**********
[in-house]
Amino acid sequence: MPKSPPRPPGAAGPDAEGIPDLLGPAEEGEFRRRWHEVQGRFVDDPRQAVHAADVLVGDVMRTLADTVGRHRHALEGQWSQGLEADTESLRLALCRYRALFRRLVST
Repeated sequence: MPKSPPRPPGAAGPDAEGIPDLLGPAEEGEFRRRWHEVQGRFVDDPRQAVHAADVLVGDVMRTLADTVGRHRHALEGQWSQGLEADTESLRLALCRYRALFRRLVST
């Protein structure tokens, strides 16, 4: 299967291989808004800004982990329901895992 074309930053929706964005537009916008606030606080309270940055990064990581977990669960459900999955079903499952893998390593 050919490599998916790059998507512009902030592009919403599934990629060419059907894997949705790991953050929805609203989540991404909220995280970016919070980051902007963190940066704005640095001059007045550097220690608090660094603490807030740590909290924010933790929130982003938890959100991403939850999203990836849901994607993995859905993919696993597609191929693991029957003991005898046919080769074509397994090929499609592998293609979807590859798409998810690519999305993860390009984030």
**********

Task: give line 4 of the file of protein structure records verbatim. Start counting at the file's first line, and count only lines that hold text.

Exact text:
């Protein structure tokens, strides 16, 4: 299967291989808004800004982990329901895992 074309930053929706964005537009916008606030606080309270940055990064990581977990669960459900999955079903499952893998390593 050919490599998916790059998507512009902030592009919403599934990629060419059907894997949705790991953050929805609203989540991404909220995280970016919070980051902007963190940066704005640095001059007045550097220690608090660094603490807030740590909290924010933790929130982003938890959100991403939850999203990836849901994607993995859905993919696993597609191929693991029957003991005898046919080769074509397994090929499609592998293609979807590859798409998810690519999305993860390009984030």